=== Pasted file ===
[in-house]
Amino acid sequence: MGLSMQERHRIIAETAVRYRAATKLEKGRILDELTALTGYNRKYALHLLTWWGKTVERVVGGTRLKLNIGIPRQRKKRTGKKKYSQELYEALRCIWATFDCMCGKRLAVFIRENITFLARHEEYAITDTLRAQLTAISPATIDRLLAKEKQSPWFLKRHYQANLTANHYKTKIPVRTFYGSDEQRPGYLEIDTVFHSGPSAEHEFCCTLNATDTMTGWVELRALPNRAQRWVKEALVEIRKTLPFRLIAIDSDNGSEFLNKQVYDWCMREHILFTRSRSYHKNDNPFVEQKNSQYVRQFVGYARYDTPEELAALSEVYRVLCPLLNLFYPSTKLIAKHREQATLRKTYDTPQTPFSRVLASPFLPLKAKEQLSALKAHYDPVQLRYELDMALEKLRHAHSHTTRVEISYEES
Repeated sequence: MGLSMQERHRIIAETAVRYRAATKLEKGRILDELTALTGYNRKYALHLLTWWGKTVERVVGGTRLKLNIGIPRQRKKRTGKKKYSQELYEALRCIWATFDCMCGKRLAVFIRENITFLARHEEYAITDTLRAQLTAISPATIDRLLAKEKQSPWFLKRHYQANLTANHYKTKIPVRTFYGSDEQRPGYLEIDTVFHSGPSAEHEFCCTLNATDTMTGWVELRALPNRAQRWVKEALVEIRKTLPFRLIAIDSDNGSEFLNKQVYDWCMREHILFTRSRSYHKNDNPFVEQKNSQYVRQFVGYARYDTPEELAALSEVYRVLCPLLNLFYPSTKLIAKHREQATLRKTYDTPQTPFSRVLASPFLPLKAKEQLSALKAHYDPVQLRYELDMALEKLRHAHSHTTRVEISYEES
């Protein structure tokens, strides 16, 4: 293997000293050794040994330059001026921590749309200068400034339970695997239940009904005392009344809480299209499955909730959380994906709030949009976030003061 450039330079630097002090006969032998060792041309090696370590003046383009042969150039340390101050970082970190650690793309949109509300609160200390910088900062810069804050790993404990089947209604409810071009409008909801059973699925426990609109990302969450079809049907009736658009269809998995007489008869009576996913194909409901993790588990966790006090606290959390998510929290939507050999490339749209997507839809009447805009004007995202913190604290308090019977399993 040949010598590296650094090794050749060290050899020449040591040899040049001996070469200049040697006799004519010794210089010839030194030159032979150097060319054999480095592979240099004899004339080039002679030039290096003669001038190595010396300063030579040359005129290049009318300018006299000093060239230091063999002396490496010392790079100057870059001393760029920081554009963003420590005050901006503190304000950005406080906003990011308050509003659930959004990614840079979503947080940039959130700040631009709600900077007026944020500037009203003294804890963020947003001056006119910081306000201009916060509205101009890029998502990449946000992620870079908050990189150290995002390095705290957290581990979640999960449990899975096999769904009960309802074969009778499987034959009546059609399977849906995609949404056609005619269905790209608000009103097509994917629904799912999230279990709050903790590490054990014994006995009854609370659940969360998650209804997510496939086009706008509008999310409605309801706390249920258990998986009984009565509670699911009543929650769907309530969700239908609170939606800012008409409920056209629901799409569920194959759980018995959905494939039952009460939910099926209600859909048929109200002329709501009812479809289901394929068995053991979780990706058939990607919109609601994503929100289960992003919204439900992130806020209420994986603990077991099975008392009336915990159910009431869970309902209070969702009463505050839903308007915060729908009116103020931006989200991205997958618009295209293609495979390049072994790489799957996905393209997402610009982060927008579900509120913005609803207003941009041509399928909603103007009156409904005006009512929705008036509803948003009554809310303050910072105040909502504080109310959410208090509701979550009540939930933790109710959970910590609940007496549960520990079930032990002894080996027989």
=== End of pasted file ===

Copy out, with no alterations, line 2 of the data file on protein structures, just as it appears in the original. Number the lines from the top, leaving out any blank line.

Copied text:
Amino acid sequence: MGLSMQERHRIIAETAVRYRAATKLEKGRILDELTALTGYNRKYALHLLTWWGKTVERVVGGTRLKLNIGIPRQRKKRTGKKKYSQELYEALRCIWATFDCMCGKRLAVFIRENITFLARHEEYAITDTLRAQLTAISPATIDRLLAKEKQSPWFLKRHYQANLTANHYKTKIPVRTFYGSDEQRPGYLEIDTVFHSGPSAEHEFCCTLNATDTMTGWVELRALPNRAQRWVKEALVEIRKTLPFRLIAIDSDNGSEFLNKQVYDWCMREHILFTRSRSYHKNDNPFVEQKNSQYVRQFVGYARYDTPEELAALSEVYRVLCPLLNLFYPSTKLIAKHREQATLRKTYDTPQTPFSRVLASPFLPLKAKEQLSALKAHYDPVQLRYELDMALEKLRHAHSHTTRVEISYEES